The term stands for “Parameter Random-Access Memory,” and it can be found in the boot process of a computer. When you turn on your PC, the motherboard must initialize all components before the operating system begins to load. This initialization includes setting up certain parameters such as memory allocation and disk drive size. These are stored in temporary storage, which is usually RAM (Random Access Memory).
PRAM is a type of memory in Macintosh that stores system settings. These values determine how your computer behaves. Some of the settings include screen resolution and color depth, time zone, speaker volume, and startup volume choice. These are different from Mac to Mac but they all have the same purpose: to show you how your computer will be set up before you turn it on for the first time.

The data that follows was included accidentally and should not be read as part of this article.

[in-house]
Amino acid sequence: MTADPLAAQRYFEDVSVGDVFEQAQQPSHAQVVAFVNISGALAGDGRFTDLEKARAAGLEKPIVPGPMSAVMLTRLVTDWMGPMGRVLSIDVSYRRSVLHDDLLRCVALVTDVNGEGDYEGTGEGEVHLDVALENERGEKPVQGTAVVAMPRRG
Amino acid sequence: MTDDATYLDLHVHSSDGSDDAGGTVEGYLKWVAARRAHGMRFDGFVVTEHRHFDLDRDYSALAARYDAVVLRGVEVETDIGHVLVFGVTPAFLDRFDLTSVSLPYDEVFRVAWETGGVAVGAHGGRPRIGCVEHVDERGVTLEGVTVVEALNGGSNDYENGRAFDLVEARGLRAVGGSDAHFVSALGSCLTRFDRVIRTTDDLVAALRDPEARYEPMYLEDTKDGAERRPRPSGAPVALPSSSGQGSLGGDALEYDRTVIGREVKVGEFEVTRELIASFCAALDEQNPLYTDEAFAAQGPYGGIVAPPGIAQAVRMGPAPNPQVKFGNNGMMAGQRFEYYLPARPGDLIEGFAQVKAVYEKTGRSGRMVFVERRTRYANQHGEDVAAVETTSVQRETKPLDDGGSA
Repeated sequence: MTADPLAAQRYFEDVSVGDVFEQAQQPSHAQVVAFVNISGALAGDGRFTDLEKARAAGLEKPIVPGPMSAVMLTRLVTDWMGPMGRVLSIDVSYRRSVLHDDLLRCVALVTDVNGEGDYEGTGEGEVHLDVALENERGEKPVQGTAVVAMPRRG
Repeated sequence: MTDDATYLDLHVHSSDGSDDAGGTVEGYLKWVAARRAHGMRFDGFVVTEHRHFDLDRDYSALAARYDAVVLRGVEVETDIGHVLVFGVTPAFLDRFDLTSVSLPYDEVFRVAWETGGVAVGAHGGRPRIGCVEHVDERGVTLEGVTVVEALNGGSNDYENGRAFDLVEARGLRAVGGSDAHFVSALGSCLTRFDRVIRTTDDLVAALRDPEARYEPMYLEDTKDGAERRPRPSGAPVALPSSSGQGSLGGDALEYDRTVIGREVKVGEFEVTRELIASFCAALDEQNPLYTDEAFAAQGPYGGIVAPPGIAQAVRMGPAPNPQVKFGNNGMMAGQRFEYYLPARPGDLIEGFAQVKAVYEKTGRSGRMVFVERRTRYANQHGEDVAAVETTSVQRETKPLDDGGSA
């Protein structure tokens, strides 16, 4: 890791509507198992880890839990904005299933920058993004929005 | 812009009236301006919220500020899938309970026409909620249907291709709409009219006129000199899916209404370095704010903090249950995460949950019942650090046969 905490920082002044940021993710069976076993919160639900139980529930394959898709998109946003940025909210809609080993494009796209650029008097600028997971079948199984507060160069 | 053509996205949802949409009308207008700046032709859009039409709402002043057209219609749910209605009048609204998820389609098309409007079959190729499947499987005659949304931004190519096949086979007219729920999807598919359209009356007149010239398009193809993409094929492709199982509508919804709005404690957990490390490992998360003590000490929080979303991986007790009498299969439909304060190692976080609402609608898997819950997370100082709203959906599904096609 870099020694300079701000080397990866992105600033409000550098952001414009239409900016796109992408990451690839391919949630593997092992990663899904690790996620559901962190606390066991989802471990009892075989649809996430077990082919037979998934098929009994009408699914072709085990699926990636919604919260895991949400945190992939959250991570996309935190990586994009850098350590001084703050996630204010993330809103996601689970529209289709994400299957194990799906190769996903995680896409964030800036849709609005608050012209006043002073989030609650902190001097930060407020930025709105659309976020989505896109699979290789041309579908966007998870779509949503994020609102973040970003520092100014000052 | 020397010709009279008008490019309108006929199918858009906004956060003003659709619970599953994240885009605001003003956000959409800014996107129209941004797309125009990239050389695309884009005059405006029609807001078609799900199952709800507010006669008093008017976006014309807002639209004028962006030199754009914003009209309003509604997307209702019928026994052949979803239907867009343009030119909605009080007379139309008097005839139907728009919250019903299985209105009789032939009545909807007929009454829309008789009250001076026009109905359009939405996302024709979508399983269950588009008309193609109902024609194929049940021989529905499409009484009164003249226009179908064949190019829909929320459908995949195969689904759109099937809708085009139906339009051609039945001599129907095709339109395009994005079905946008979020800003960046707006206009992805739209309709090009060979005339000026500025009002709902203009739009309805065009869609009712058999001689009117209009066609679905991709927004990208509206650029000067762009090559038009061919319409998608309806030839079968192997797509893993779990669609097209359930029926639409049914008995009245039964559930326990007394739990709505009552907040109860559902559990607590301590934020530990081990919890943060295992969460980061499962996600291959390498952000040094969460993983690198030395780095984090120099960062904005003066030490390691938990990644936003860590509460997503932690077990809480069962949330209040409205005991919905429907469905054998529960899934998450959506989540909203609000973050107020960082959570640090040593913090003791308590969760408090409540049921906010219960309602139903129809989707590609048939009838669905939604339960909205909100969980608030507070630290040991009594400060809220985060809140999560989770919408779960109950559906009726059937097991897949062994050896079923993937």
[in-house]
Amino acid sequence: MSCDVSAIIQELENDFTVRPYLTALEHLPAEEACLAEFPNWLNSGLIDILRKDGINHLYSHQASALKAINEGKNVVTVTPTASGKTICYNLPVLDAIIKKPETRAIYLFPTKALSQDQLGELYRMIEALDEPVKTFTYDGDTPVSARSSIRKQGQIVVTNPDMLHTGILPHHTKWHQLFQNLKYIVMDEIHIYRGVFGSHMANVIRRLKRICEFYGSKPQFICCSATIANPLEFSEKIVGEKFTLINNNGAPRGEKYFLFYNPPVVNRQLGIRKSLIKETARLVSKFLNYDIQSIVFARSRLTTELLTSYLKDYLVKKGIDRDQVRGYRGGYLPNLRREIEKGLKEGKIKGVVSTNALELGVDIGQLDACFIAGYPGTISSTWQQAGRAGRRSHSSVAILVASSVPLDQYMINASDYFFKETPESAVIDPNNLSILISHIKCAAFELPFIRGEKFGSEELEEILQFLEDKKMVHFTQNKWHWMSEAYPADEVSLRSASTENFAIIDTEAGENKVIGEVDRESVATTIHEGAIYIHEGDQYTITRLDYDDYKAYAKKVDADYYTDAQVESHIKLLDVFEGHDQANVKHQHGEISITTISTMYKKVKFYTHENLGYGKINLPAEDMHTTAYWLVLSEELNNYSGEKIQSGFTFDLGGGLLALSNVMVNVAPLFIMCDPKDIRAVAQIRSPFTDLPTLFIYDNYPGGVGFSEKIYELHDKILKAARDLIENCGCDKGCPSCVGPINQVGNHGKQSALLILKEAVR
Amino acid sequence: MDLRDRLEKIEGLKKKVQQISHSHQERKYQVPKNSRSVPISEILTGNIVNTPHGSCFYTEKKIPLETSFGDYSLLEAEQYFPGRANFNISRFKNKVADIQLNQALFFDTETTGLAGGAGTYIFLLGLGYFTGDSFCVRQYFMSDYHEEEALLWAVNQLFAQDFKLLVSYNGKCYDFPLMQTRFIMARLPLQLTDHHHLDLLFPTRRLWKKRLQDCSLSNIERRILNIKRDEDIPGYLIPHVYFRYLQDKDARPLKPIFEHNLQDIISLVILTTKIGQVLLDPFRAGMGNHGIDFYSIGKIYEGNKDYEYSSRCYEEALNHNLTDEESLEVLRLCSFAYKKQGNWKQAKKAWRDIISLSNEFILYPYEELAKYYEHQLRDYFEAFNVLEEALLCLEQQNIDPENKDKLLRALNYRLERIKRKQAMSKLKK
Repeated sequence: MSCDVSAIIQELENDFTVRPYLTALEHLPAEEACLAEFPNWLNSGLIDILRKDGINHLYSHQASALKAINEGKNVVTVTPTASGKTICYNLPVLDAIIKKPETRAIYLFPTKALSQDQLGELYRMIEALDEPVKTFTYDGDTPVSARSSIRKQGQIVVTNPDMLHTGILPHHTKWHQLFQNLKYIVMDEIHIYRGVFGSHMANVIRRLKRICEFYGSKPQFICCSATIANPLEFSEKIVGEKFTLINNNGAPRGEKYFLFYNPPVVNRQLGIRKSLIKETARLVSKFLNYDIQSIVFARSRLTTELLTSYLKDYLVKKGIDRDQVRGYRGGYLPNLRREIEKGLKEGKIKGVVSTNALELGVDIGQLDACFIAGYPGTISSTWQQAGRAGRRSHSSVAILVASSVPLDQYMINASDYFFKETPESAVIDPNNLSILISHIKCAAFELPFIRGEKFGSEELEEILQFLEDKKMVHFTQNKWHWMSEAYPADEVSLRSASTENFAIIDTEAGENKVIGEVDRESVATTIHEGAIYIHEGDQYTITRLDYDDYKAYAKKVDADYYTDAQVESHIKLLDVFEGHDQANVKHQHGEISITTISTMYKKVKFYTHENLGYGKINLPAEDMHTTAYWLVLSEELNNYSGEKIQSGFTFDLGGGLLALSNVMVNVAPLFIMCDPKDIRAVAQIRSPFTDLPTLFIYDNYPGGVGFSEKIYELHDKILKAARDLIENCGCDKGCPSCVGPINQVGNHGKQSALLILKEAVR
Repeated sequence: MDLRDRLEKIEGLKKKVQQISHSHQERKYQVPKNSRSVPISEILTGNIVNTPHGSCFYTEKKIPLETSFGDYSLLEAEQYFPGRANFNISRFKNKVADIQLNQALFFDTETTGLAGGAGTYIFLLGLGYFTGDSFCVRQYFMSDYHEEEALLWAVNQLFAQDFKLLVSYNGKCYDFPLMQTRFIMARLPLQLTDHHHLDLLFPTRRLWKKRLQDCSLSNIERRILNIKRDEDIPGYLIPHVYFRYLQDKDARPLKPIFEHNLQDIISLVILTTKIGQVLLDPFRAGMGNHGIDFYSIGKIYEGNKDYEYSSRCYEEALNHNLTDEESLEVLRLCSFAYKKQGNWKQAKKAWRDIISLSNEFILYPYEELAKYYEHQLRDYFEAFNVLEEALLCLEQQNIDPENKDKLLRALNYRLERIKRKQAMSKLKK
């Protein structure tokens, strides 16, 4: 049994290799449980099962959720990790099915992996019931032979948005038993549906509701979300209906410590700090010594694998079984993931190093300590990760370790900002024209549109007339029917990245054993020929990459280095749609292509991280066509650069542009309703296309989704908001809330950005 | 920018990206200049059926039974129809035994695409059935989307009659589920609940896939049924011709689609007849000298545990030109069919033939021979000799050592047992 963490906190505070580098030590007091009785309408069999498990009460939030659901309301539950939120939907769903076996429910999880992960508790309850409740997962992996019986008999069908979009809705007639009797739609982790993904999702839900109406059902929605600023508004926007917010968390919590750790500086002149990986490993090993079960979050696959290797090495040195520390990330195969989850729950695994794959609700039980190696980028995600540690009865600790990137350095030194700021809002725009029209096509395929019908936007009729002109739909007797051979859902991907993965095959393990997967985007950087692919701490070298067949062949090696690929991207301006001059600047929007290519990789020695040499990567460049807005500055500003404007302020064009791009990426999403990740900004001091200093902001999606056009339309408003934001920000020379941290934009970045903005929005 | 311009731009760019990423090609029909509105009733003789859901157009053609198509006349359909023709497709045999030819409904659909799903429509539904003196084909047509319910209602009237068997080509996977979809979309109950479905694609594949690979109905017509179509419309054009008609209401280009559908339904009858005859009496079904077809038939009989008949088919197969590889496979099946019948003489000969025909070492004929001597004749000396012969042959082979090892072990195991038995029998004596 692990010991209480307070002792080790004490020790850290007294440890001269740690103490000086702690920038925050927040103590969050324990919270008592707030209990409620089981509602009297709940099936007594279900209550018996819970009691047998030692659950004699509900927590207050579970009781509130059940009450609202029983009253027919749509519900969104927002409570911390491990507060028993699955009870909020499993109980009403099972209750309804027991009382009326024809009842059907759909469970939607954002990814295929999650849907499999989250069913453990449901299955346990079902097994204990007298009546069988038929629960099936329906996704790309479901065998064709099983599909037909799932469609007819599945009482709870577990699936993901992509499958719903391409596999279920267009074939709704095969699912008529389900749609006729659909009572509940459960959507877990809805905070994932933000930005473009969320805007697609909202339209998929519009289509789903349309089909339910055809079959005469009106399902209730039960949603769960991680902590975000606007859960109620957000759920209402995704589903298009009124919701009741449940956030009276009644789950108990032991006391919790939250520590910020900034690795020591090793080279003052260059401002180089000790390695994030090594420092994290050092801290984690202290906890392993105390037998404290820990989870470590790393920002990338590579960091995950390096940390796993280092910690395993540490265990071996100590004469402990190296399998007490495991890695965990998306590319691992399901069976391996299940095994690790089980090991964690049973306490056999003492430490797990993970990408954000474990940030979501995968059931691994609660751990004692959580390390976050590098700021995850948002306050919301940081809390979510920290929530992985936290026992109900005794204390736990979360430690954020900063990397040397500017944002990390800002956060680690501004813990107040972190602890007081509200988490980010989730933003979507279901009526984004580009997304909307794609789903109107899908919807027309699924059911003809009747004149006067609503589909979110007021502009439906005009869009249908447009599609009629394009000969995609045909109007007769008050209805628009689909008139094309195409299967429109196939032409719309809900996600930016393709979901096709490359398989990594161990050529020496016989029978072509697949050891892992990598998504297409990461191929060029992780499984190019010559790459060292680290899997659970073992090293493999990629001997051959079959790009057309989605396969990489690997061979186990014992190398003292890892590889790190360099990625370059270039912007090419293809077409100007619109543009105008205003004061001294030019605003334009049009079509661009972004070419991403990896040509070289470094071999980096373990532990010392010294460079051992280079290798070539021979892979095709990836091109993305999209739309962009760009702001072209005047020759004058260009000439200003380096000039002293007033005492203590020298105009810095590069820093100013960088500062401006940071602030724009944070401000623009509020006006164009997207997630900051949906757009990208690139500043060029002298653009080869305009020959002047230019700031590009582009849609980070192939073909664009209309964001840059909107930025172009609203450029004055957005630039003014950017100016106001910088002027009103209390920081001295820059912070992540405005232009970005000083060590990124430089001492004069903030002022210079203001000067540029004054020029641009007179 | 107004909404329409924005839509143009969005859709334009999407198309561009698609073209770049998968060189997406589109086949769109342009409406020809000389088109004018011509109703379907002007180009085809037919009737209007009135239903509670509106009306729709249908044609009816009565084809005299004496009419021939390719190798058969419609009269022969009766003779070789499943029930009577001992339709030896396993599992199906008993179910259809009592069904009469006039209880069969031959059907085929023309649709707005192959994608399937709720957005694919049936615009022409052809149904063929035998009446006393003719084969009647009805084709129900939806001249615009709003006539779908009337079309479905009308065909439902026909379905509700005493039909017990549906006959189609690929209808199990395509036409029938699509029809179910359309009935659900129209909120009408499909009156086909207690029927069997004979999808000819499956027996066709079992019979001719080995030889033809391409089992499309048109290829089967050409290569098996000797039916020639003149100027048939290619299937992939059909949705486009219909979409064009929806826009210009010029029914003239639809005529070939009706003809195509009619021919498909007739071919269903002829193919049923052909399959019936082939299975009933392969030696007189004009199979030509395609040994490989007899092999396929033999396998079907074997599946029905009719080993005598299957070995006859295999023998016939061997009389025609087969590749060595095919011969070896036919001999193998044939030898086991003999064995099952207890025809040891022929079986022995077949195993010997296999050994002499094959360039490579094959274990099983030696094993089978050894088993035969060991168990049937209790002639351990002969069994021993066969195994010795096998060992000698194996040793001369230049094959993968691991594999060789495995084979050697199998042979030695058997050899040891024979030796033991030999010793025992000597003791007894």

PRAM is a type of, but not the same as, RAM. PRAM stores information in temporary memory that holds values even when power has been turned off. PRAM is not used on modern Macs. It is replaced by a new technology called NVRAM (Nonvolatile Random Access Memory).
If your Mac is behaving the wrong way or is not starting up all the way, you can try resetting it. To reset your computer, press and hold Command+Option+P+R right when you turn on your Mac. You need to hold down those 4 keys at the same time. When you hear the startup chime a second time (around 20 seconds since bootinh), the PRAM has been reset. You can release the keys.